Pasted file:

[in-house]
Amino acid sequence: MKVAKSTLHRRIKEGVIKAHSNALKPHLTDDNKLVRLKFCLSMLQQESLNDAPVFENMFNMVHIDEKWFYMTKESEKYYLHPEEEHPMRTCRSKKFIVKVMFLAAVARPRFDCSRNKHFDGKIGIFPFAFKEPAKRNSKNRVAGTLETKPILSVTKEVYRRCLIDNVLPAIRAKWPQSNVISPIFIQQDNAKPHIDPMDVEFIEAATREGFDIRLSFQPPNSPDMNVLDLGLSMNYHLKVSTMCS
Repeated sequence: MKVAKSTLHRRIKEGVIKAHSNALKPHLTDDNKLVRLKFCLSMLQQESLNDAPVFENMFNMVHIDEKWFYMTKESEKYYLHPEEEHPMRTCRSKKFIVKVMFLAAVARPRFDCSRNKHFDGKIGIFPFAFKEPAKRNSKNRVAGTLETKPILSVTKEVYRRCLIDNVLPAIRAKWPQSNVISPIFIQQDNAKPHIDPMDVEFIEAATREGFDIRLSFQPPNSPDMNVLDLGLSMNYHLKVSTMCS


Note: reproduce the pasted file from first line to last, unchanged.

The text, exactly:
[in-house]
Amino acid sequence: MKVAKSTLHRRIKEGVIKAHSNALKPHLTDDNKLVRLKFCLSMLQQESLNDAPVFENMFNMVHIDEKWFYMTKESEKYYLHPEEEHPMRTCRSKKFIVKVMFLAAVARPRFDCSRNKHFDGKIGIFPFAFKEPAKRNSKNRVAGTLETKPILSVTKEVYRRCLIDNVLPAIRAKWPQSNVISPIFIQQDNAKPHIDPMDVEFIEAATREGFDIRLSFQPPNSPDMNVLDLGLSMNYHLKVSTMCS
Repeated sequence: MKVAKSTLHRRIKEGVIKAHSNALKPHLTDDNKLVRLKFCLSMLQQESLNDAPVFENMFNMVHIDEKWFYMTKESEKYYLHPEEEHPMRTCRSKKFIVKVMFLAAVARPRFDCSRNKHFDGKIGIFPFAFKEPAKRNSKNRVAGTLETKPILSVTKEVYRRCLIDNVLPAIRAKWPQSNVISPIFIQQDNAKPHIDPMDVEFIEAATREGFDIRLSFQPPNSPDMNVLDLGLSMNYHLKVSTMCS